2022 Defense Authorization Bill
Also this month, the Senate Armed Services Committee passed its version of the 2022 Defense Authorization Bill, which calls for an increased cybersecurity budget and requirements for the defense sector. Specifically, the bill asks for $268.4 million more for the Defense Department’s cybersecurity budget.
In assessing what the DOD would need to defend itself against cyberattacks, the bill also asks the DOD to conduct a pilot study to examine the “viability of teaming with ‘internet ecosystem companies to discover and disrupt the use of their platforms, systems, services, and infrastructure by malicious cyber actors.’”
This bill comes as a follow-up to the 2022 Homeland Security funding bill released at the end of June by the House Appropriations Committee, calling for a 16%, or $397.4 million, increase in CISA’s budget above the fiscal year.
Other Pending Legislation:
In addition to Warner’s pending breach notification bill, lawmakers have introduced 15 additional cybersecurity bills since May.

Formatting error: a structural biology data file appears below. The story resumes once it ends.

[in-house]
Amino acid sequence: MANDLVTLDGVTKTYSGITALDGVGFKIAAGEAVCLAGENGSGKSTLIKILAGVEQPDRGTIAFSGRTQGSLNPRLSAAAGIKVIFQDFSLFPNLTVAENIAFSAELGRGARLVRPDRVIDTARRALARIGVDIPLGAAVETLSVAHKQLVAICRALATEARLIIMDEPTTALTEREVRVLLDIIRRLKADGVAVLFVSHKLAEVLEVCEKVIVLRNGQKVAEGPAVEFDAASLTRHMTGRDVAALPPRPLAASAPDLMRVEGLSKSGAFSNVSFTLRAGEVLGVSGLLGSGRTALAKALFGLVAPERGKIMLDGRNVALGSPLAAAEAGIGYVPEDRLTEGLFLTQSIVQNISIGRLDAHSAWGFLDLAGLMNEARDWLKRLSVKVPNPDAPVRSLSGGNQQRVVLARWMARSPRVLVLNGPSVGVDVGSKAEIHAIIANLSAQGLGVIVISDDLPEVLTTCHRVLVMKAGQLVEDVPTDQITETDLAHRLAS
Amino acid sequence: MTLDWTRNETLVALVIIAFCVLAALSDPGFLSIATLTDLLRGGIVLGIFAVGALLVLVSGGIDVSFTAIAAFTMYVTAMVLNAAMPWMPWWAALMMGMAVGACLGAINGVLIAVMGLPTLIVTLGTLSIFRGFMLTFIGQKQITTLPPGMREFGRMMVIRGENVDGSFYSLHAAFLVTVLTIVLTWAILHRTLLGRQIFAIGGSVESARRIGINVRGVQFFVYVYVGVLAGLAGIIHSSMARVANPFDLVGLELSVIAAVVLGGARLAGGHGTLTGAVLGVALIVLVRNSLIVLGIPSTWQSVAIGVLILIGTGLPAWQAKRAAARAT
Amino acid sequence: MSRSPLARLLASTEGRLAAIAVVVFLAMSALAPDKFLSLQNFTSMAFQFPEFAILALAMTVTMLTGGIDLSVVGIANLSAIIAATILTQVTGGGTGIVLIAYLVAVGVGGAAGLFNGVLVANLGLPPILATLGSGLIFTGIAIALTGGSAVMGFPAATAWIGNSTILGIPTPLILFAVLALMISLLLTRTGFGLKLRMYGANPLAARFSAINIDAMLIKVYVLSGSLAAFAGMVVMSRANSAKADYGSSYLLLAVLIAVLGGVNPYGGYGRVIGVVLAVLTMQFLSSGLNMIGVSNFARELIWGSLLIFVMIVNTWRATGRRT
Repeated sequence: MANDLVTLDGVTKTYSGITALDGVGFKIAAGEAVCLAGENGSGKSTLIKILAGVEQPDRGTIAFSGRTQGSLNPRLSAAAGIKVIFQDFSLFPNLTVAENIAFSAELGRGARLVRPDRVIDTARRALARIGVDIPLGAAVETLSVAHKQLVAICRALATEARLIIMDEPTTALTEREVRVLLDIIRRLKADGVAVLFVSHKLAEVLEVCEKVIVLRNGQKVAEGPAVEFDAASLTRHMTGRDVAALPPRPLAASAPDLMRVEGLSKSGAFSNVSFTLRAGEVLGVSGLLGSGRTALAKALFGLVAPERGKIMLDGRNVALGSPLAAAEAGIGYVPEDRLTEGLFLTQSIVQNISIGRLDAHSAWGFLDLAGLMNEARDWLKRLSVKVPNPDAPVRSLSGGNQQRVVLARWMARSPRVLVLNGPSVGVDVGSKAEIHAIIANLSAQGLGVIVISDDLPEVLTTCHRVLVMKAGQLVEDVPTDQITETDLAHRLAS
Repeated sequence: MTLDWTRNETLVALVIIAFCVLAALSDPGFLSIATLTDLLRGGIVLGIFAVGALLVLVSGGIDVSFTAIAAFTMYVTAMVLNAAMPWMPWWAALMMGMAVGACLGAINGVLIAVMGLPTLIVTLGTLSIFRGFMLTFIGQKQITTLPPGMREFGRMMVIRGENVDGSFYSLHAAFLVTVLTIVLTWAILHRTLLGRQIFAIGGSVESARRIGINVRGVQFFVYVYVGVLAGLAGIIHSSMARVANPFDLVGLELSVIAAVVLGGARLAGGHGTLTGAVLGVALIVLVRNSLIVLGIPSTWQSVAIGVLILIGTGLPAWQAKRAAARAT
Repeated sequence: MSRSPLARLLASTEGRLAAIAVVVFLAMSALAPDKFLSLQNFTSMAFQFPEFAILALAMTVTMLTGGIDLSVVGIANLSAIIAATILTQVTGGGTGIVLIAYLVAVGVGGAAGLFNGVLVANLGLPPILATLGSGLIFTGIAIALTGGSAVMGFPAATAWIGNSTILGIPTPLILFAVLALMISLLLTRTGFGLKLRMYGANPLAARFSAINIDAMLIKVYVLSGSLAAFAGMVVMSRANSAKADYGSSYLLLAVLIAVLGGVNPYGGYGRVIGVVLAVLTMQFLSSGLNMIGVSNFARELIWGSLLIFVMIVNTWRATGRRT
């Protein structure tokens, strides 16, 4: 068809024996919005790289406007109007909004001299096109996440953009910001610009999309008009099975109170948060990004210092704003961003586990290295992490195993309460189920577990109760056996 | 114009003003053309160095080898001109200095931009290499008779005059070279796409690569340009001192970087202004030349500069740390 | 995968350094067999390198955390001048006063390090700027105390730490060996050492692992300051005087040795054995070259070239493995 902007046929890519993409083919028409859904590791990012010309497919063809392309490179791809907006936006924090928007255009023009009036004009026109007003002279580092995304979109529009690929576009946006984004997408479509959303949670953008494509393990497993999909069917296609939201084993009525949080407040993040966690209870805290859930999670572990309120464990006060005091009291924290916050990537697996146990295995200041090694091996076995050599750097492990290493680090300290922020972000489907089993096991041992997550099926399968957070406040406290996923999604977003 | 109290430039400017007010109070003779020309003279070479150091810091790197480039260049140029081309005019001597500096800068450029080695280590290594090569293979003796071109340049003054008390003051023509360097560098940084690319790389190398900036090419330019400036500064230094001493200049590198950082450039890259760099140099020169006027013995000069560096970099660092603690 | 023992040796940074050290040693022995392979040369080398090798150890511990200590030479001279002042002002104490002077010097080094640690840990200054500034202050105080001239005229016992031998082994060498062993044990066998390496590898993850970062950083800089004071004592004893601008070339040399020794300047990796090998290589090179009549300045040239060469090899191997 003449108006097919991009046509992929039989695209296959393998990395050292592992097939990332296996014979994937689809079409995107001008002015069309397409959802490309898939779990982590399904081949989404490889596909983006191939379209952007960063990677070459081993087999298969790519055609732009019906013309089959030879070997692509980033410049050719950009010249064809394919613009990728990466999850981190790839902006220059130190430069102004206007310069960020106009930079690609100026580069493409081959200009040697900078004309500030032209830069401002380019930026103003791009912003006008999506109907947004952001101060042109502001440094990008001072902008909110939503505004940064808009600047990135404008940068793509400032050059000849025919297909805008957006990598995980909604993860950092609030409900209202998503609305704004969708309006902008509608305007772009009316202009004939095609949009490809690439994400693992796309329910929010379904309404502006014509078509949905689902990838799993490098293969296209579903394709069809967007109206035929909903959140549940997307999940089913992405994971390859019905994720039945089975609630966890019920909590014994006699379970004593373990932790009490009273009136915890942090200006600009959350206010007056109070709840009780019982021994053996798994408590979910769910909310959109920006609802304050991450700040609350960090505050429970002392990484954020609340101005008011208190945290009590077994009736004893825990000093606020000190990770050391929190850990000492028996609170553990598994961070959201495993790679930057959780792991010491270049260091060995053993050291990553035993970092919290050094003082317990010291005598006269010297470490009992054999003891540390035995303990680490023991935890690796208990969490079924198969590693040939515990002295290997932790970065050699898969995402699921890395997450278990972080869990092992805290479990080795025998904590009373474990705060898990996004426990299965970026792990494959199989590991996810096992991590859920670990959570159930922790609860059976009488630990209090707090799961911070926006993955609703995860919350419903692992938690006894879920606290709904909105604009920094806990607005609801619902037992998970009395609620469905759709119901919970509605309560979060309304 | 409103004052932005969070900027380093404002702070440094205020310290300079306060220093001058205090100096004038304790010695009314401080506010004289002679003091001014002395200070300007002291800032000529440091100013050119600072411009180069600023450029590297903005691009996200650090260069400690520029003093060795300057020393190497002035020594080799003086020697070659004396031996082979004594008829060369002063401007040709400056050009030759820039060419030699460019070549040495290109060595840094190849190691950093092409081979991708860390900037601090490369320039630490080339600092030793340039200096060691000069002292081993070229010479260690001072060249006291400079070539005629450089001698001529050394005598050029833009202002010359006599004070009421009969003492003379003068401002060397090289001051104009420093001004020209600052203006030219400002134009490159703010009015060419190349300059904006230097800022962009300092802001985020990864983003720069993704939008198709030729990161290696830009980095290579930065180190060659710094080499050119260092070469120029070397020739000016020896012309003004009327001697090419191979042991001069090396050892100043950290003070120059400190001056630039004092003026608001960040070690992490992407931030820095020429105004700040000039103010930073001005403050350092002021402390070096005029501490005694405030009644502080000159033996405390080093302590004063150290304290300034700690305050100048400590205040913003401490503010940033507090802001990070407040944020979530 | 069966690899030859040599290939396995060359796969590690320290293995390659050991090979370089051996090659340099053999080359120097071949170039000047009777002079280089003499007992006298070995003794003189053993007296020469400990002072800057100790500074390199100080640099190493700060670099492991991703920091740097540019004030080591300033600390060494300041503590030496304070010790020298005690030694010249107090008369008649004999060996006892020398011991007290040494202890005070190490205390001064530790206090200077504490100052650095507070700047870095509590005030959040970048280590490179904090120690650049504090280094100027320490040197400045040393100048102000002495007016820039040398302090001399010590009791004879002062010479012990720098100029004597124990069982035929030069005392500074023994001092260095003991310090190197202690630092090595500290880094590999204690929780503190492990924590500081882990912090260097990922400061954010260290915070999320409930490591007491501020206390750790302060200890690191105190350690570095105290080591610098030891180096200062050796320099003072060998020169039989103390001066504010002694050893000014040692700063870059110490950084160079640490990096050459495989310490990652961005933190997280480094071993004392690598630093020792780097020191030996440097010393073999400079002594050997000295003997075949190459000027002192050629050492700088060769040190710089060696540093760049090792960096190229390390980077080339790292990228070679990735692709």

Secure Equipment Act of 2021 (R. 3919)
Sponsored: Rep. Steve Scalise (R-LA).
This bill requires the Federal Communications Commission (FCC) to establish rules stating that it will no longer review or approve any authorization application for equipment on the covered communications equipment or services list.
“Communications equipment or services” are those that the FCC determines to pose an unacceptable risk to national security or the security and safety of U.S. persons.
Understanding Cybersecurity of Mobile Networks Act (R. 2685)
Sponsored: Rep. Anna G. Eshoo (D-CA).
The bill requires the National Telecommunications and Information Administration (NTIA) to examine and report on the cybersecurity of mobile service networks and the vulnerability of these networks and mobile devices to cyberattacks and surveillance conducted by adversaries.
Enhancing Grid Security Through Public-Private Partnerships Act (R. 2931)